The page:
UPDATE: Aug. 5, 2019: Abiomed’s stock inched up Monday morning on news that CMS will not cut reimbursement in fiscal year 2020 for DRG 215, the primary code covering Impella heart pump procedures.
In April, Abiomed alerted investors via an SEC filing to a potential 27% drop in reimbursement for the code, as was outlined in the proposed Inpatient Prospective Payment System rule.
The reversal in the final rule stemmed from CMS acknowledging feedback that certain coding changes and a new FDA indication for Impella to treat cardiomyopathy with cardiogenic shock were not reflected in claims for 2020. This resulted in more than two-thirds of claims not including the cost of Impella in charges for performing procedures, according to Jefferies analysts’ reading of the final rule.
Analysts at William Blair said the misrepresentative calculations this year could potentially lead to a rise in reimbursement next year. “[T]he CMS final ruling even highlighted some comments that suggested future claims data could result in relative weights for DRG 215 increasing if procedures were more accurately coded,” the analysts said in a note.
- Abiomed's stock lost more than a quarter of its value Thursday after the company lowered its yearly revenue targets amid slowdown in the number of U.S. sites adopting its Impella RP heart pump.
- The diminished confidence stems primarily from a 20% drop in sequential revenues from the Impella RP device, designed for patients with right heart failure. The company blamed weakness on lingering confusion among surgeons after FDA alerted healthcare providers to a higher rate of mortality observed in post-approval studies for the device than were seen in premarket trials.
- Executives lowered the full-year growth outlook to the range of 15% to 20%, down from a previous estimate of 17% to 23%.
Abiomed "has hit a proverbial wall," Jefferies analysts wrote in an Aug. 1 note to investors.
The company's booming growth has dampened since FDA issued a letter to healthcare providers in February explaining that less than 20% of post-approval study subjects implanted with Impella RP met the primary survival endpoint, compared to more than 70% in the clinical trial. The clinical trial helped the device land FDA approval for what the company says is the only PMA-holding right-sided device of its kind.
In May, the agency allayed some of the concerns in a follow-up letter concluding that the benefits of the device outweigh its risks when used in certain carefully selected patients.
Abiomed has yet to fully bounce back from the controversy. Echoing sentiments from its last earnings conference call in May, Abiomed CEO Michael Minogue cited "external noise and a distraction in our internal focus" and "confusion on the Impella RP letter" as challenges in the most recent quarter. Abiomed opened 23 U.S. sites for Impella RP in its first quarter of fiscal year 2020, compared to 50 in the quarter a year prior, CFO Todd Trapp said.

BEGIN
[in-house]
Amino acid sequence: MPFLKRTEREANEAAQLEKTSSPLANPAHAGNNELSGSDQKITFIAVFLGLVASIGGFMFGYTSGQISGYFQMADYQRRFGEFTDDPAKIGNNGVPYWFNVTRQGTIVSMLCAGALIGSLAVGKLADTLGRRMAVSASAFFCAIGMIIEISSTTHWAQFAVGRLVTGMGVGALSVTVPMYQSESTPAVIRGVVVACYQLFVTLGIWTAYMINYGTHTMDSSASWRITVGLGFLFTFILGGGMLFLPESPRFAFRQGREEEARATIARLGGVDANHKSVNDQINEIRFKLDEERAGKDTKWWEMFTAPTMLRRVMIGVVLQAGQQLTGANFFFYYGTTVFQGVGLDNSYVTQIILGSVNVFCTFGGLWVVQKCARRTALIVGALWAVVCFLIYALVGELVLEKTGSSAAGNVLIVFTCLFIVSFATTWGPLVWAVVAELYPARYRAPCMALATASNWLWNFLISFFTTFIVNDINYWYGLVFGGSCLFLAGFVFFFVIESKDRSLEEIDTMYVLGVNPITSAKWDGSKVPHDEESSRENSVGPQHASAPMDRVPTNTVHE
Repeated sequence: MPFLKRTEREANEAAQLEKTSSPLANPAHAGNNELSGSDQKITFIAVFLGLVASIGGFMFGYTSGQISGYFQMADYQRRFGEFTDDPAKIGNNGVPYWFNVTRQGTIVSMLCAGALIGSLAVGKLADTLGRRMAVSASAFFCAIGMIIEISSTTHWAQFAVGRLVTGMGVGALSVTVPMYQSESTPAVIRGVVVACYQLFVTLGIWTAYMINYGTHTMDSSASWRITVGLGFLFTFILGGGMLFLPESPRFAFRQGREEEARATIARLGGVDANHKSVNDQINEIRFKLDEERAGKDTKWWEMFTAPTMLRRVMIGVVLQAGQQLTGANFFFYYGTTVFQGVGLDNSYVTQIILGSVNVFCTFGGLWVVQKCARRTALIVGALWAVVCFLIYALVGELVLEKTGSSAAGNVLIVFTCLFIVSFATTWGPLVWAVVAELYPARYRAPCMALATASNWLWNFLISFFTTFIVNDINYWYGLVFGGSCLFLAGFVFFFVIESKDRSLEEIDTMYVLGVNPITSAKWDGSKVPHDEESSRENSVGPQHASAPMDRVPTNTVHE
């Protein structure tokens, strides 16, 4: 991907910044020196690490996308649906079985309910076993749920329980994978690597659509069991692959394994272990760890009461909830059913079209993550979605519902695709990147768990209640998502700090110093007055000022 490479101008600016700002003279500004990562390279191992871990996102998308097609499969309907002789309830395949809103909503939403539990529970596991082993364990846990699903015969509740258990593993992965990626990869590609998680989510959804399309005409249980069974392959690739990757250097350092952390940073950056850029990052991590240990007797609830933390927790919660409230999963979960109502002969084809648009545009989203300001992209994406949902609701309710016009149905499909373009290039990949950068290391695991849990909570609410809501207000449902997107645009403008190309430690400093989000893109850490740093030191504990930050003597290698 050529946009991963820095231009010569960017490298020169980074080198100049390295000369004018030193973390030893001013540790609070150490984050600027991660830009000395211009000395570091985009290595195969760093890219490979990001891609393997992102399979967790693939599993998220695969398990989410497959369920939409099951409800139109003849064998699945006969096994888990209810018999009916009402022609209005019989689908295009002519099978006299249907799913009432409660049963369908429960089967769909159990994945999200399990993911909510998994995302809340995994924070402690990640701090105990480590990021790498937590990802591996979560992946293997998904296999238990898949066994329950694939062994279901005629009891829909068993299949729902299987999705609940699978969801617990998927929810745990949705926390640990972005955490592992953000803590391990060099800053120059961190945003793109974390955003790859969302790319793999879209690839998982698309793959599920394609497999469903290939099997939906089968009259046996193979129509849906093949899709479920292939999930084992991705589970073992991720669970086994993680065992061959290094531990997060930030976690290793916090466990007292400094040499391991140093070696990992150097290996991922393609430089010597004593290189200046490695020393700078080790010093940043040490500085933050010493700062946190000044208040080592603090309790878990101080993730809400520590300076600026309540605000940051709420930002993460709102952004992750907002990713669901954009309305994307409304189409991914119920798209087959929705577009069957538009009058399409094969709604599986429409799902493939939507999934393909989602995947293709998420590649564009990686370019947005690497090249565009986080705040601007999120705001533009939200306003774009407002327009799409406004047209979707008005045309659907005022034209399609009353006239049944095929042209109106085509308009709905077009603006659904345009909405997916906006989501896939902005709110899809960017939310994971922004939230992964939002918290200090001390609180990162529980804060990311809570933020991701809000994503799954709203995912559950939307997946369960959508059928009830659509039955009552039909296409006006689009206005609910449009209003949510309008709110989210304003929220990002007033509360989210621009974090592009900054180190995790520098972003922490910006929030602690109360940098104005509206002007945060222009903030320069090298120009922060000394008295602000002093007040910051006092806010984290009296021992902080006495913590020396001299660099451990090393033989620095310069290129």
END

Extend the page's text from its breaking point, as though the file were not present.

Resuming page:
Minogue said the company is adjusting its U.S. distribution strategy to have a deeper presence in existing sites as well as targeting more community hospitals, while simultaneously expanding physician training. "[W]e continue to believe Impella adoption is a function of training, data and time," he said, according to a transcript compiled by Seeking Alpha following the call.
Another culprit in Thursday's stock sell-off could be uncertainty surrounding CMS' upcoming finalized Inpatient Prospective Payment System (IPPS) rule for 2020. Proposed in April, it outlined a roughly 25% decrease in payment level for the DRG code encompassing the majority of Impella procedures, according to an Aug. 1 note written by analysts at William Blair.
"Despite expectations for reimbursement to come down over time, management believes they can continue to grow adoption and utilization of Impella by demonstrating their ability to improve outcomes and lower ICU length of stay (plus hospitals can apply for CMS outlier payments that can help cover the cost of Impella)," the analysts wrote. Still, investors may be wary until the text of the final rule is announced.
Although U.S. growth rates were disappointing, Europe and Japan contributed to 44% revenue growth in Impella products sold outside the U.S. during the quarter. And the company could experience some slight boosts soon thanks to expansion of SmartAssist, its recently launched controller software for Impella CP, and Impella Connect, a platform for providers to more easily monitor patients. Impella Connect is set to come out by the end of the fiscal year.
Analysts remained optimistic about Abiomed's long-term prospects. The William Blair team called Abiomed "a nearly monopolistic business within the circulatory support industry," while analysts at Jefferies concluded, "With big, under-penetrated markets; supportive reimbursement; new markets, technologies, and indications coming; and no competition, there are few stories that can match [Abiomed]."